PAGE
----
Terrified, I tried to adjourn our meeting. Telling them that I didn’t know why I felt like God was telling me to say all that, but I was just trying to be obedient… and yeah… that they could all go back to their rooms if they wanted… or that they could stay and talk… or hangout… or whatever…

As I sat there and rambled, I expected them all to hop up and walk out, but no one moved. I tried yet again to adjourn the meeting, stumbling over even more awkward words.

Still nothing.

Slowly, after a few more moments of awkward silence that made me want to crawl out of my own uncomfortable skin, variations of the phrase “me too” were echoed throughout the room and the stories that had been shared the night before were expanded upon. Stories that we had all held in for years, out of fear of judgement or misunderstanding, became common ground and “No one will understand” became “I understand and I promise to walk beside you through this.”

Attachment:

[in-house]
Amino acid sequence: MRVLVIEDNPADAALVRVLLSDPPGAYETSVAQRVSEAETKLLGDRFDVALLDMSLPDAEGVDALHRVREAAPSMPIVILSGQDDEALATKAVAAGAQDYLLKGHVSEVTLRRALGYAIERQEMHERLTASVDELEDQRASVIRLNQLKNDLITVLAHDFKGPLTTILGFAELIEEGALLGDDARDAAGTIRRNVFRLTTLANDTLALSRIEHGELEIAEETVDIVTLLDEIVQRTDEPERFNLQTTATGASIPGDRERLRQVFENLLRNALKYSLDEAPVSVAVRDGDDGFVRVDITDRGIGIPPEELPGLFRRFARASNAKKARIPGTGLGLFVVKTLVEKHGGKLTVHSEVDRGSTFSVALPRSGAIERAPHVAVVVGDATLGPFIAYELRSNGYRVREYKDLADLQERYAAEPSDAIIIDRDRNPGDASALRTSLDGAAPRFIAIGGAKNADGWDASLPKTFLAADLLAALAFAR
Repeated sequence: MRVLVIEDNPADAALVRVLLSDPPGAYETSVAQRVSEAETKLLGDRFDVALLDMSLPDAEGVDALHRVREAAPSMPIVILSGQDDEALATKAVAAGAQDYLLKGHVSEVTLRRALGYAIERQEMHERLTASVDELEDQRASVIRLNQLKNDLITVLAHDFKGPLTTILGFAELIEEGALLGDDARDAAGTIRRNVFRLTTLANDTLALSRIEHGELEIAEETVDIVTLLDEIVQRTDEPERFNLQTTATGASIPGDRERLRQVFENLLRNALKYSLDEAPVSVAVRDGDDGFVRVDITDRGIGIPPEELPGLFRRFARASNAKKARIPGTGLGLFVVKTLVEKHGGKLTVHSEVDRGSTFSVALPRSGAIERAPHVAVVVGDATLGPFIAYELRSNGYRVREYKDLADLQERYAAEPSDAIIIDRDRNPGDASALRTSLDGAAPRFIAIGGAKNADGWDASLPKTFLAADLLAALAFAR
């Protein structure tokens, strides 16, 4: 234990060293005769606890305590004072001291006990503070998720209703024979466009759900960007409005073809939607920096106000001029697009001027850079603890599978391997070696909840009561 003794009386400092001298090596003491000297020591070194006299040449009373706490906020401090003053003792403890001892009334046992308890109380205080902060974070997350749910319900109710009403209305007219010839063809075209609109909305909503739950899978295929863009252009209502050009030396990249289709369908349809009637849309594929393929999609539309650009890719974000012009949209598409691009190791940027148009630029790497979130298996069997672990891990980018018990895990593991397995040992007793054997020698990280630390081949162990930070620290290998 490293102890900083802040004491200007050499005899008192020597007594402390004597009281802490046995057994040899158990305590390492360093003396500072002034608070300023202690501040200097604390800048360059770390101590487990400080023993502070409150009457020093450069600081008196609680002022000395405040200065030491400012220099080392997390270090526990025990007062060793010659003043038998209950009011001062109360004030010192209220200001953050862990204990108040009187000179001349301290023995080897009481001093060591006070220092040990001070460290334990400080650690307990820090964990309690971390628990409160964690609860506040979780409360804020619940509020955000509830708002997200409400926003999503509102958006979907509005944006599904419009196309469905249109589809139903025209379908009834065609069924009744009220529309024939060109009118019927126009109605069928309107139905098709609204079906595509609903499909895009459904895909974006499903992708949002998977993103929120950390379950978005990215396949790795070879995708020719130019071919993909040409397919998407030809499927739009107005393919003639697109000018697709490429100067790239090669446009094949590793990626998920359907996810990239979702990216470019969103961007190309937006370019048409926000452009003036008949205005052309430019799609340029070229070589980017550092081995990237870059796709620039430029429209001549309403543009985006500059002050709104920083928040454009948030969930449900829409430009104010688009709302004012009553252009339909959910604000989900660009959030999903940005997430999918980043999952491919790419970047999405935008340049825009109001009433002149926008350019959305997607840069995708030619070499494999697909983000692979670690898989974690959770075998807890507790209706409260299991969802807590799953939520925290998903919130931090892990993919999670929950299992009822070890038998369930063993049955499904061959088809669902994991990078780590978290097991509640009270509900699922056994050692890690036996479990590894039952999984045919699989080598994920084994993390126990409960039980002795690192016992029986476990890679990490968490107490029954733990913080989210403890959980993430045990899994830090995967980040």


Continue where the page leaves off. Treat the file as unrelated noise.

And there, in the basement of the Fish and Cross Ranch, through tears, laughter, and stories God began to heal the hearts of five of His beautiful, beloved daughters.

Abuse tells us to keep our mouths shut– that our stories aren’t important, that no one will understand. But this weekend through the grace of God I learned that is the exact opposite of the truth.

How beautiful is it that He has blessed us with community, so that we never have to walk through life silent or alone?

Through Him, all things are made whole.

“He heals the brokenhearted and binds up their wounds.”

~Psalm 147:3

Perfect Weakness

I’m a hypocrite when it comes to counseling.

If working with students who have been victims of abuse has taught me one thing, that would be it.

You can ask any one of my students and they’ll tell you that I am all about sitting on floors in empty hallways and letting them verbally process their lives and trauma when they can’t focus in class or simply are having an “off” day.

I do this so frequently with some of my kids that last week one of them sweetly asked me, “Miss, don’t you ever get tired of listening to stories about other peoples’ lives?”